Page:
A perfect Friday night, watching Cleopatra Jones.
“Kurt, do you ever have feelings of inadequacy?” — Lou
“I’m not exactly known as Rebecca of Sunnybrook Farms.” — Doodlebug
capturing schneider today
in all its dust and beauty
pre-demolition this summer
Beautiful. (We still miss Schneider fries over here in the magazine office.)
For all the former Newsies —
I don’t regret a god damn thing
After party. The Philadelphia Story.
Tracy Lord, at the public library, wearing an amazing hat. The Philadelphia Story.
Tracy Lord and Macaulay Connor, enjoying more champagne in the pre-dawn hour. The Philadelphia Story.
We have meaning then, without specific content, and we have this disconcerting effect thanks to the counterfeiter’s central strategy, which is to suppress traces of origin. That one does not know what modern works are “about” is a frequent complaint, and a misguided complaint since it is their most deliberated characteristic. (And where do book matches come from? Circulars? Old keys? It is a more familiar universe than it seems.)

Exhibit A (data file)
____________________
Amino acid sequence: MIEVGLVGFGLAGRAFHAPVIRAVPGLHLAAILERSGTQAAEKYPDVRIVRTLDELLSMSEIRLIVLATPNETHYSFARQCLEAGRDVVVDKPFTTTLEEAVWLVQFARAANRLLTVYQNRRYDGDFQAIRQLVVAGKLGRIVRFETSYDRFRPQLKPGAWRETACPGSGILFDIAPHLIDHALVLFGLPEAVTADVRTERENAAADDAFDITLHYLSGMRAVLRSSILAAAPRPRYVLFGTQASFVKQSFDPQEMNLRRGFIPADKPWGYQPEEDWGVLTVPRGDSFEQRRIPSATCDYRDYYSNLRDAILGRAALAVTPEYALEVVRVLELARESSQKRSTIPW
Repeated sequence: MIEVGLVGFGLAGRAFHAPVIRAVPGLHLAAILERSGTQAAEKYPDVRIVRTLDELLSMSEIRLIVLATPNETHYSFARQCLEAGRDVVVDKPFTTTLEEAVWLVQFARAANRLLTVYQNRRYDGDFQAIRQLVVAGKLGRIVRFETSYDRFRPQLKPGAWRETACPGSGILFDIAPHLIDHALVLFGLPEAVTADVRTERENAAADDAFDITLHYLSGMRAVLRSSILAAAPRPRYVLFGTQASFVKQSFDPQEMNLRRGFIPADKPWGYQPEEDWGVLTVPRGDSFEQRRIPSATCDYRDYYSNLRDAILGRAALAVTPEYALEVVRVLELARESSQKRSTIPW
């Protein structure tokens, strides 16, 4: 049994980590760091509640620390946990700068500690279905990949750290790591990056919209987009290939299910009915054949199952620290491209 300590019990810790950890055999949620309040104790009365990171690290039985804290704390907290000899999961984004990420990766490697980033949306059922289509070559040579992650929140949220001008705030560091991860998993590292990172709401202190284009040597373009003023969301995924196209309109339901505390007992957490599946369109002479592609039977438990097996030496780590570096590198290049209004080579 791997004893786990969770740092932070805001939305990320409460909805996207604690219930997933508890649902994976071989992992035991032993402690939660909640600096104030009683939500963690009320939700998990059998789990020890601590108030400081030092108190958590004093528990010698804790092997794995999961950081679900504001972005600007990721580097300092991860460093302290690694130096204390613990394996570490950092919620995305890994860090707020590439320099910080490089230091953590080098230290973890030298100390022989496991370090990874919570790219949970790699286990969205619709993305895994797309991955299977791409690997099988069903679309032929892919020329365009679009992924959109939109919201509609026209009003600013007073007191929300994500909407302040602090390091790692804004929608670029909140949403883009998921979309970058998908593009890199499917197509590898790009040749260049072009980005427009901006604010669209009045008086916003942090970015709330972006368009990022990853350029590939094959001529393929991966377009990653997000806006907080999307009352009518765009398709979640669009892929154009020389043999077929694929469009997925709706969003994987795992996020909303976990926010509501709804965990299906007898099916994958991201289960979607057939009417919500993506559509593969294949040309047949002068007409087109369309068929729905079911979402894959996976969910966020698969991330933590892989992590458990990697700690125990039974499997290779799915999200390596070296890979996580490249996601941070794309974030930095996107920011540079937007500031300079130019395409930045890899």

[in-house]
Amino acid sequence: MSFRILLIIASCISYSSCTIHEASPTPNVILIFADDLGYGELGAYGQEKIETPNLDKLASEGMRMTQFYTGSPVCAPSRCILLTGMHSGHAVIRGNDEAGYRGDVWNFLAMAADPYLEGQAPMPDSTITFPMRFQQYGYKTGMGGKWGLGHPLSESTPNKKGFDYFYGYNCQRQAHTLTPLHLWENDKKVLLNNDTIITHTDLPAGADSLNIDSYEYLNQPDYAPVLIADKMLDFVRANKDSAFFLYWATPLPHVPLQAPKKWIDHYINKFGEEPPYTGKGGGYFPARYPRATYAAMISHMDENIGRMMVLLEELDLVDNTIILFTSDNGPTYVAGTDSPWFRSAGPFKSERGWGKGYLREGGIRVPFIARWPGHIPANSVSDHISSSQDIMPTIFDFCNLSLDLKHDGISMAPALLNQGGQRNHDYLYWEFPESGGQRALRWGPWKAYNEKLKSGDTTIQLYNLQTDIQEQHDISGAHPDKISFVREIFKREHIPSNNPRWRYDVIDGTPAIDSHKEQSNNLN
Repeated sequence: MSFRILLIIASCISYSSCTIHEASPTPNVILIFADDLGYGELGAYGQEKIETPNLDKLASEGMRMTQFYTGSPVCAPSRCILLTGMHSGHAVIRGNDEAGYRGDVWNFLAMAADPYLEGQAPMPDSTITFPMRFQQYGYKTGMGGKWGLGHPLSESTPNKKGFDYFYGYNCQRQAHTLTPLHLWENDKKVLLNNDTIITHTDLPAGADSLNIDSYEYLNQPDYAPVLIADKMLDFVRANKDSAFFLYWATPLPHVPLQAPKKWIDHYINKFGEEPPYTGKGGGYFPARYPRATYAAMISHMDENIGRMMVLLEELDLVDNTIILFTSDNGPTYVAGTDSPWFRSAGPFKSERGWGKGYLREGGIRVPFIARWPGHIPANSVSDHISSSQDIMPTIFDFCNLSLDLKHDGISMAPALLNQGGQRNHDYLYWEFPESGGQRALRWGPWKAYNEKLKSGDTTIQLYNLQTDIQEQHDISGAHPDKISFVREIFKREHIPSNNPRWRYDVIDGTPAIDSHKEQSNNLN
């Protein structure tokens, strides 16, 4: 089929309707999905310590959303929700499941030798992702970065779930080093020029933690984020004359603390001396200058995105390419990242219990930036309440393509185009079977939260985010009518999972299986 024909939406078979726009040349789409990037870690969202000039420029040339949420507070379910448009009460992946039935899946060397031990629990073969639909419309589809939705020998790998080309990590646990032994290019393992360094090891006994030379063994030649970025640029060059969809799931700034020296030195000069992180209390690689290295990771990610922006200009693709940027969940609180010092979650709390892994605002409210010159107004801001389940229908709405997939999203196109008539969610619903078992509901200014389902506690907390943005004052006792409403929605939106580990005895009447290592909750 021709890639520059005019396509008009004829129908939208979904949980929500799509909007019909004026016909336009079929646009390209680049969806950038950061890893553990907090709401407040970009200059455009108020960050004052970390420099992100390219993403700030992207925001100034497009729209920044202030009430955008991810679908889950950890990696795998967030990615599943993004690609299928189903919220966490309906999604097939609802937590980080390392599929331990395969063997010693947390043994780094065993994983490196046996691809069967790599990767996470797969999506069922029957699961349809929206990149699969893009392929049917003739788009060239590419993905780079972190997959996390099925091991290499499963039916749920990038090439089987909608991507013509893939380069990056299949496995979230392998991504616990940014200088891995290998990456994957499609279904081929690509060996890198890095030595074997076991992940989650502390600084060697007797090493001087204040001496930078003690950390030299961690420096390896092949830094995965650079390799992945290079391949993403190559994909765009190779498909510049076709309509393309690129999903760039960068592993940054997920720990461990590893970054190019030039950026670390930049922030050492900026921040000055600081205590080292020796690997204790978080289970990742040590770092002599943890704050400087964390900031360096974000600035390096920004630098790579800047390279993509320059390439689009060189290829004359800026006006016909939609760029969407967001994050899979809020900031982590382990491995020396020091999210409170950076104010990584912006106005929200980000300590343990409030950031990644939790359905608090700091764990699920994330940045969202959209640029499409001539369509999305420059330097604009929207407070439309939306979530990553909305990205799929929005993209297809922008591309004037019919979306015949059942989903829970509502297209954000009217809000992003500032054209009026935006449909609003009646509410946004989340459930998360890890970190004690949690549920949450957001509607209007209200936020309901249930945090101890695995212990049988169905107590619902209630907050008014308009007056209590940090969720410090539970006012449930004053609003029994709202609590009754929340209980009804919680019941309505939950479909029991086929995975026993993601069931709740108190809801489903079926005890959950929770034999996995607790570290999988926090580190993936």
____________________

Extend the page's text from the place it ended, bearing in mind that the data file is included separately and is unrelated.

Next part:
This is the true Art of Sinking, into which no one ever went so deeply as he [Buster Keaton]. It is quintessential. If we are haunted by analogies to Wordsworth, we shall find no apposite quotation. Wordsworth dips only to recover again; over no sunken grandeur of his do the waters close majestically for ever. Yet whatever quality it is in Keaton’s stoical descent that calls to mind so great a poet, both his habitual grandeur and his lapses, is a quality that has become available to the mind within the past three centuries, to be brought to apotheosis in the silent motion picture of the 1920s.